Department Of Justice Congress Senate Intelligence Committee Investigator Government Oversight Justice Department Roger Stone Congressional Oversight Initia Intelligence Committee Justin Road Russia NBC Michael Cohen Clovis Alternate Associates Donald Trump Jr The Washington Post Jared Kushner Erik Prince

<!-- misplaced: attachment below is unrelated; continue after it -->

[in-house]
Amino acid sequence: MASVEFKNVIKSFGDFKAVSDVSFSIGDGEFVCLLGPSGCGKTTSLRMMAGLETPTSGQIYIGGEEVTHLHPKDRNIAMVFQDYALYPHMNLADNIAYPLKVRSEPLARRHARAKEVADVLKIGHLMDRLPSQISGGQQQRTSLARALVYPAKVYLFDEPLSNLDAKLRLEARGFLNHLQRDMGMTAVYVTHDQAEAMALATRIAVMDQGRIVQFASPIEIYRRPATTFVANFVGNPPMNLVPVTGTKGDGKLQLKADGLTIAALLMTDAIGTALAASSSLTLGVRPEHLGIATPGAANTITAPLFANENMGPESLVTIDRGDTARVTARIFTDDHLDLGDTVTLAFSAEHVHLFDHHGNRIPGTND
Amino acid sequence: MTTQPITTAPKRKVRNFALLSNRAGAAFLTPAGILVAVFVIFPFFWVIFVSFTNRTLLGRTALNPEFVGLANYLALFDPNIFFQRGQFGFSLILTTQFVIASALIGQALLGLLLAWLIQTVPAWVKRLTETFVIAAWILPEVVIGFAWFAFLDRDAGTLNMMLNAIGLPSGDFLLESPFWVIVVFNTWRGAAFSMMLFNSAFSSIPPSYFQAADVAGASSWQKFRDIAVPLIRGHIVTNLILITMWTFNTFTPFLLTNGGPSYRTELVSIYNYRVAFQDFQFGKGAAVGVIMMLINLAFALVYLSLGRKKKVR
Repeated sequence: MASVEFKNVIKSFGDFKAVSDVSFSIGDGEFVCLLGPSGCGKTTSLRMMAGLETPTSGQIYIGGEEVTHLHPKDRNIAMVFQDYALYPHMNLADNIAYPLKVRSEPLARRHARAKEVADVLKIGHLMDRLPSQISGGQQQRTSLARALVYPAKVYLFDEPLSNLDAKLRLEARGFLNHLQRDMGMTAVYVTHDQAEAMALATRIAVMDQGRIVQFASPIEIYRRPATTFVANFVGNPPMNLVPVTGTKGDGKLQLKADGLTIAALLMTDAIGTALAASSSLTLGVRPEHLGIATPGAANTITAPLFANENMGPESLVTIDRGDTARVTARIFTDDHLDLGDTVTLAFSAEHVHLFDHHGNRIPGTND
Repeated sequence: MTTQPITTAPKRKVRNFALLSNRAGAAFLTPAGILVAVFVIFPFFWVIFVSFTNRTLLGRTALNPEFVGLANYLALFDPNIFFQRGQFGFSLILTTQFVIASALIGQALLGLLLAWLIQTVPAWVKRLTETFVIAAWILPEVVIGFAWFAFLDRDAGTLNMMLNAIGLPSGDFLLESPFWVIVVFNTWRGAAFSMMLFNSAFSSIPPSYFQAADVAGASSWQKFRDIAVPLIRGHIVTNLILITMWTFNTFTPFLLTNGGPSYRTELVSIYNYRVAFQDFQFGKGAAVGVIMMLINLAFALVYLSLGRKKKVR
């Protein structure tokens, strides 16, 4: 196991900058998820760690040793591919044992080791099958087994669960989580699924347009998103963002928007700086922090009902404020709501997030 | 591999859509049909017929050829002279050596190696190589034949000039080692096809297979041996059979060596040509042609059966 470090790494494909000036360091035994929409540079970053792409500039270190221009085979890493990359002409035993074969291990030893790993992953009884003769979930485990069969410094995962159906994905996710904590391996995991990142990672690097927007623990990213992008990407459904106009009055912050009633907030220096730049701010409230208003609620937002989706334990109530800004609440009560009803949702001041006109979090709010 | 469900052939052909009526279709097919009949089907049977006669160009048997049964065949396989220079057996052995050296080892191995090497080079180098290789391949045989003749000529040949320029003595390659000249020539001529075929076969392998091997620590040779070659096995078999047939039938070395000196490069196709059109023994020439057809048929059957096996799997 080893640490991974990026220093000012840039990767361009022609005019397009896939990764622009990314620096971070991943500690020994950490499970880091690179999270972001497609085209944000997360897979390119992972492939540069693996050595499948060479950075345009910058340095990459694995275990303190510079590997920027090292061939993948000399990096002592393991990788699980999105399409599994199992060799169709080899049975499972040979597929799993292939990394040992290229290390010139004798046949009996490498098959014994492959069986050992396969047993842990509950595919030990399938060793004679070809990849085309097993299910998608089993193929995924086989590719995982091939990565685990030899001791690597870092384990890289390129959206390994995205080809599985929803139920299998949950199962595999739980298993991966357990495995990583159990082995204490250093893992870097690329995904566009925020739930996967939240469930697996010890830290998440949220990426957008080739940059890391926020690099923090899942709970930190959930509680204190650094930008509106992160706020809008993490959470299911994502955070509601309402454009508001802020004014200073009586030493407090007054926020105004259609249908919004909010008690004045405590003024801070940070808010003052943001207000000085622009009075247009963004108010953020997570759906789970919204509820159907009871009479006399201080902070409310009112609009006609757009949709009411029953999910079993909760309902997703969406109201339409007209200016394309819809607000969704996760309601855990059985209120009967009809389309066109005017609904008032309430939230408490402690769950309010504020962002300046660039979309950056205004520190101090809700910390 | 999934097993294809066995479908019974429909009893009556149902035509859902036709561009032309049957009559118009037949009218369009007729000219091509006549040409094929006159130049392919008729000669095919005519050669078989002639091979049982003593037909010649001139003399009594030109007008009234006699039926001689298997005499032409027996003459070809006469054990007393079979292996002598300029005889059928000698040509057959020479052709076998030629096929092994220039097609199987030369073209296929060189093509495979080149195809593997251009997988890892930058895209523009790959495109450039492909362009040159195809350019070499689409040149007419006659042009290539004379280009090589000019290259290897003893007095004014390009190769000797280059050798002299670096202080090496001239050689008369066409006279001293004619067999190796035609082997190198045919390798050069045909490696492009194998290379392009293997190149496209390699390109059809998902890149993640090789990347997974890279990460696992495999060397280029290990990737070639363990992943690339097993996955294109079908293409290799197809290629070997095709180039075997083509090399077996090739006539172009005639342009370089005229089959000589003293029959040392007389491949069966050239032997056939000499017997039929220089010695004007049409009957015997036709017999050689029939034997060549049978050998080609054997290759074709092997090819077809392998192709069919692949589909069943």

"clovis alternate associates" Discussed on KQED Radio

KQED Radio

04:25 min | 5 months ago

"clovis alternate associates" Discussed on KQED Radio